African dance master choreographer Chuck Davis dies in Durham; he was 80
DURHAM — Chuck Davis, a master choreographer and teacher of traditional African dance styles who founded dance companies in North Carolina and New York, has died. He was 80.
Davis died Sunday at his home in Durham, said B. Angeloe Burch Sr., executive director of the African-American Dance Ensemble, which Davis founded. Davis had been diagnosed with cancer about two years ago and had been treated, Burch said. He said the cause of death wasn’t known.
Davis founded the African-American Dance Ensemble in 1983 and was founder and director of Dance Africa, which is celebrating its 40th anniversary this month at the Brooklyn Academy of Music. He also founded the Chuck Davis Dance Company in New York in 1968.
Burch and Davis had planned to attend Dance Africa, called BAM, later this month, Burch said, adding that his death, in that sense, was sudden. “He was still choreographing … and he was looking forward to going to BAM,” Burch said.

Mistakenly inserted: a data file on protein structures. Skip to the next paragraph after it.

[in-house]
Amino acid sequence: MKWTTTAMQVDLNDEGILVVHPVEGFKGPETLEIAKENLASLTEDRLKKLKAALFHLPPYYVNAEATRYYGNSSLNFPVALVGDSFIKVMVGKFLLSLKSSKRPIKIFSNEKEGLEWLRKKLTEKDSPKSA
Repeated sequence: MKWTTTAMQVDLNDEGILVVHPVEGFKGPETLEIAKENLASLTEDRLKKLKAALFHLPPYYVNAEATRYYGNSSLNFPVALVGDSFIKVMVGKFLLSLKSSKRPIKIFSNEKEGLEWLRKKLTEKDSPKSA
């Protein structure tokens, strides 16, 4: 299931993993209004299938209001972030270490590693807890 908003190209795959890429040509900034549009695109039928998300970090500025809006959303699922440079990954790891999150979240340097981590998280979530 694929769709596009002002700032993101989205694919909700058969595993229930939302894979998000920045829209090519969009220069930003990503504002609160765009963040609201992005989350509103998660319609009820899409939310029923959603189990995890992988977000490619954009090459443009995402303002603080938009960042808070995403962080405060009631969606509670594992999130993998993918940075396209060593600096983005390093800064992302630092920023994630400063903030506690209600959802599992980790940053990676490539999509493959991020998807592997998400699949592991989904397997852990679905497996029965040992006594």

Burch said he was still a boy when he met Davis, who was known as “Baba Chuck.”
“He was larger than life in everything he did, in the love he gave us,” Burch said. “So many of us, I don’t know what direction our lives would have taken had it not been for Chuck Davis.”
Performing and bringing joy to people were more important to him than his health, Burch said. “I have seen this man perform in excruciating pain, then get to his dressing room, and he would just sit there,” Burch said. “He just wanted to make sure everybody felt that joy and that energy and that love.”
A wake is scheduled for June 2 at Fisher Memorial United Holy Church of America in Durham, Burch said. A funeral is planned for June 3, although the location hasn’t been set, he said.
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